The dollar shifted lower after France and Germany reached an agreement to help Greece with its national debt — an issue that has weighed on the euro for at least a month.

Early Friday on the New York Mercantile Exchange, heating oil futures for May delivery added 0.0022 cents to $2.0846 per gallon. Reformulated gasoline blendstock for May shed 0.0028 cents to $2.2171 per gallon. Henry Hub natural gas prices for May lost 0.22 cents to $4.007 per million British thermal units.

At the retail level, the average national price for unleaded regular gasoline was $2.811 per gallon Friday, down from Thursday’s $2.813, AAA said.

Copyright 2010 United Press International, Inc. (UPI). Any reproduction, republication, redistribution and/or modification of any UPI content is expressly prohibited without UPI’s prior written consent.

Posted in Natural Gas, Oil & Petroleum, Other0 Comments

Crude Oil Prices Approach $81 Per Barrel

NEW YORK, March 25 (UPI) — Crude oil prices for May delivery climbed to nearly $81 per barrel overnight in New York despite sharply rising U.S. inventories.

The U.S. Energy Information Administration said Wednesday crude oil supplies rose by 7.3 million barrels in the week ending March 19.

Light, sweet crude oil prices dipped lower, then rebounded, gaining 31 cents from a recent settlement to $80.92 per barrel on the New York Mercantile Exchange.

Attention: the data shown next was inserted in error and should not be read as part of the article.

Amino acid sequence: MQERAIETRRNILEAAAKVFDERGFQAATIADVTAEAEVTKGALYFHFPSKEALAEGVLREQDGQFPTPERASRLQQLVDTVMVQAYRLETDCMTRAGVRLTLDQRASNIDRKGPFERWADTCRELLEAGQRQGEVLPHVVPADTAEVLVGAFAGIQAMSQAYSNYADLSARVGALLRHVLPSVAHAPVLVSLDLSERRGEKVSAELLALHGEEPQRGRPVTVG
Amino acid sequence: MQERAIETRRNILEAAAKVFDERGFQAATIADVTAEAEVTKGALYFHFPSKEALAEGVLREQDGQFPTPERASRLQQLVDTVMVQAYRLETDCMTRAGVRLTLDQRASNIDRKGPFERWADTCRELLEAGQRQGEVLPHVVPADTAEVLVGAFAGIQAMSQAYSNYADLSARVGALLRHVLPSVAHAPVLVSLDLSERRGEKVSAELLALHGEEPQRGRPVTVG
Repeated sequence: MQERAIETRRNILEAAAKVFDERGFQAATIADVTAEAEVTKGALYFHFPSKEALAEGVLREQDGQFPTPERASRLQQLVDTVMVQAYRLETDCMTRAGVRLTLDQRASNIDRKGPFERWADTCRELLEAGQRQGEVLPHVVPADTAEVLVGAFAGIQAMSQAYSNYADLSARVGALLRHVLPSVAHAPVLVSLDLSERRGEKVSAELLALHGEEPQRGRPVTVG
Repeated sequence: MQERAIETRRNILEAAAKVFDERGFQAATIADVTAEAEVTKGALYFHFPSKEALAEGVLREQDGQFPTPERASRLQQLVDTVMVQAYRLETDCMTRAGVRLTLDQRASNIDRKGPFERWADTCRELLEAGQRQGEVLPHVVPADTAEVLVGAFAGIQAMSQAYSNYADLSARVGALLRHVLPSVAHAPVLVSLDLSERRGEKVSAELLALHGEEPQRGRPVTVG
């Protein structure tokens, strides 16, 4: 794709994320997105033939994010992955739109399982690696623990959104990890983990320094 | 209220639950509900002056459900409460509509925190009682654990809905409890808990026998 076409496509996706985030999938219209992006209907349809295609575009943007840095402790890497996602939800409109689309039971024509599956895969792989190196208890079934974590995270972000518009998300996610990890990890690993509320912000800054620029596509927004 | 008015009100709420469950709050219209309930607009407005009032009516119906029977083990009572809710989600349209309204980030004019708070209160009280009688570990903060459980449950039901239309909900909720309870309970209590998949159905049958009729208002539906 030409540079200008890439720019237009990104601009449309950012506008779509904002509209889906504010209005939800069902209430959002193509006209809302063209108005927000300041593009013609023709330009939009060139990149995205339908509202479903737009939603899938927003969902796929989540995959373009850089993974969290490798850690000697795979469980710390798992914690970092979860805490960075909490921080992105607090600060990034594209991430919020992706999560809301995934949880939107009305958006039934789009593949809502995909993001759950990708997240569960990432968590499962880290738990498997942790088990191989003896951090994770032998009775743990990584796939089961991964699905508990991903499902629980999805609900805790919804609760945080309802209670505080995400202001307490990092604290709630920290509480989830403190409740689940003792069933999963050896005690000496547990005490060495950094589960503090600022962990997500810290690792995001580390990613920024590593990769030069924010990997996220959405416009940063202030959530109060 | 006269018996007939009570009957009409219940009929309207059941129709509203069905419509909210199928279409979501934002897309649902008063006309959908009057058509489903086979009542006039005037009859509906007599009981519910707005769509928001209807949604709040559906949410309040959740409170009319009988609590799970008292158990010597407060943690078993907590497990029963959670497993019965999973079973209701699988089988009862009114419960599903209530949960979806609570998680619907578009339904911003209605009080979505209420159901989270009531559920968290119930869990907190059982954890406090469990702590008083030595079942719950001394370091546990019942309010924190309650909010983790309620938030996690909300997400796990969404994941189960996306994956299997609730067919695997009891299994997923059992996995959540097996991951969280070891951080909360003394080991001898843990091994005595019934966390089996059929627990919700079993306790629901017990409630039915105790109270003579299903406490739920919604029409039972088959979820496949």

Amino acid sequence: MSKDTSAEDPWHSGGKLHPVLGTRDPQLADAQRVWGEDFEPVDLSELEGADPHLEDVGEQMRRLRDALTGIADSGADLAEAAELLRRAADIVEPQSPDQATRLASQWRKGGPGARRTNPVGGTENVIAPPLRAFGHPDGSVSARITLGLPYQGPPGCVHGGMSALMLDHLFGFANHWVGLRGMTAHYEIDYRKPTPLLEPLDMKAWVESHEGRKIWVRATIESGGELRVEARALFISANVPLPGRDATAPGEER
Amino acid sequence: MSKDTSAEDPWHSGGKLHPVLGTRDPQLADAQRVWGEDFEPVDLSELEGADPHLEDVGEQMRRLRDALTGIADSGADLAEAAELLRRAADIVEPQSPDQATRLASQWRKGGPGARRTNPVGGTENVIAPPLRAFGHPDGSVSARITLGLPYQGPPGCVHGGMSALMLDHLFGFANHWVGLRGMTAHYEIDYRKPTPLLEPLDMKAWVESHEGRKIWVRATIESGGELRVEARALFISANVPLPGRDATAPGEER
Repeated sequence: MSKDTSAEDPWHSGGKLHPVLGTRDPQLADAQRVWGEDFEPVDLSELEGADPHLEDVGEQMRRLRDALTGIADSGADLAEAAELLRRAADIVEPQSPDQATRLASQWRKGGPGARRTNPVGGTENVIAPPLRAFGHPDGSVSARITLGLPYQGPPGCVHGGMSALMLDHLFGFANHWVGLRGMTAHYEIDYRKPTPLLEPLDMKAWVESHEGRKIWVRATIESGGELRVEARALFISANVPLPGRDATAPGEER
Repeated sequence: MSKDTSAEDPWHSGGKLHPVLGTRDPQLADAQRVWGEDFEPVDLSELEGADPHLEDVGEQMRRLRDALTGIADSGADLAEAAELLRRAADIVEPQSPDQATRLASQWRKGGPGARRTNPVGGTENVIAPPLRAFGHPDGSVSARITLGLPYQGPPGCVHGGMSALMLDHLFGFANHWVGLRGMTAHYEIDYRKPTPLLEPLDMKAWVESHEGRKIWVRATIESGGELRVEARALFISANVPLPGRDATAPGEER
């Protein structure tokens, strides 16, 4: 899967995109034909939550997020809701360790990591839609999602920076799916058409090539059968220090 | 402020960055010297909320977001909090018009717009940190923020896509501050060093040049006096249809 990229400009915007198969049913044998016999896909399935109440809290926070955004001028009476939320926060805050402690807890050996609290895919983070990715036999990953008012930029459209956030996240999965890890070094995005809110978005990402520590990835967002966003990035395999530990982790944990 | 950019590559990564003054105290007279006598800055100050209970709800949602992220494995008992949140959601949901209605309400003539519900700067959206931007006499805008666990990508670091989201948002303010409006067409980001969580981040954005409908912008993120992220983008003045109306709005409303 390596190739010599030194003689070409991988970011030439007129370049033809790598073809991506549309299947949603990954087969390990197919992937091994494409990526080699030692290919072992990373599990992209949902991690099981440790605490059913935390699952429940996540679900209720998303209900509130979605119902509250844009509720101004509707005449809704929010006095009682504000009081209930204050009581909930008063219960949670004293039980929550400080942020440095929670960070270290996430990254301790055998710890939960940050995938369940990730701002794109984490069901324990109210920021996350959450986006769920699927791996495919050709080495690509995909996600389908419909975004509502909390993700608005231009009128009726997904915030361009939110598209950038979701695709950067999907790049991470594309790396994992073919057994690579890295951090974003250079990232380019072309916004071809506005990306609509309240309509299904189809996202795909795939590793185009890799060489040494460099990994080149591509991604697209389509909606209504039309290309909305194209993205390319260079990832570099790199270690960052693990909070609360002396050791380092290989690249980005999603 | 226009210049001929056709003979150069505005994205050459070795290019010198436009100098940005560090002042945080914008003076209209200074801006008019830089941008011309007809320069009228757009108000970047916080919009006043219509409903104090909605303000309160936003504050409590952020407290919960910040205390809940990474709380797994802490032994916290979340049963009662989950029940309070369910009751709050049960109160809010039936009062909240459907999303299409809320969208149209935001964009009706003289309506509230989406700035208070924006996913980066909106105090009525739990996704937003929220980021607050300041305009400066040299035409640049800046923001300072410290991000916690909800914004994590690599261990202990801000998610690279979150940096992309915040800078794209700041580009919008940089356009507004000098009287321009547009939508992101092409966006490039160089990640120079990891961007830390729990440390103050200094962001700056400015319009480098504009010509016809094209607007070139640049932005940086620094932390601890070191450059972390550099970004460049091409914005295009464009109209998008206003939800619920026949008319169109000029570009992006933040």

May delivery heating oil futures added 0.0073 cents to $2.078 per gallon. Reformulated gasoline blendstock for May gained 0.0049 cents to $2.2274 per gallon. Henry Hub natural gas prices for May lost 0.027 cents to $4.078 per million British thermal units.

At the retail level, the average national price for unleaded regular gasoline was $2.813 per gallon Thursday, down from Wednesday’s $2.816, AAA said.

Copyright 2010 United Press International, Inc. (UPI). Any reproduction, republication, redistribution and/or modification of any UPI content is expressly prohibited without UPI’s prior written consent.

Posted in Natural Gas, Oil & Petroleum, Other0 Comments

Oil Prices Fall As Inventory Rises

NEW YORK, March 24 (UPI) — Crude oil prices for May delivery dropped under $80 in New York Wednesday as equity markets ended a winning streak and the dollar index rose sharply.

The Dow Jones industrial average reached a 17-month high Tuesday with a gain of 102 points, closing at 10,888.83. But the DJIA dropped 52.68 points or 0.48 percent Wednesday to 10,836.15.

With the dollar index rising 1.37 percent, the U.S. Energy Information Administration said crude oil supplies rose by 7.3 million barrels in the week ending March 19.

Light, sweet crude oil prices dropped $1.30 to $80.61 per barrel on the New York Mercantile Exchange.

May delivery heating oil futures dropped 0.0298 cents to $2.0845 per gallon. Reformulated gasoline blendstock for May fell 0.0285 cents to $2.234 per gallon. Henry Hub natural gas prices for May lost 0.03 cents to $4.16 per million British thermal units.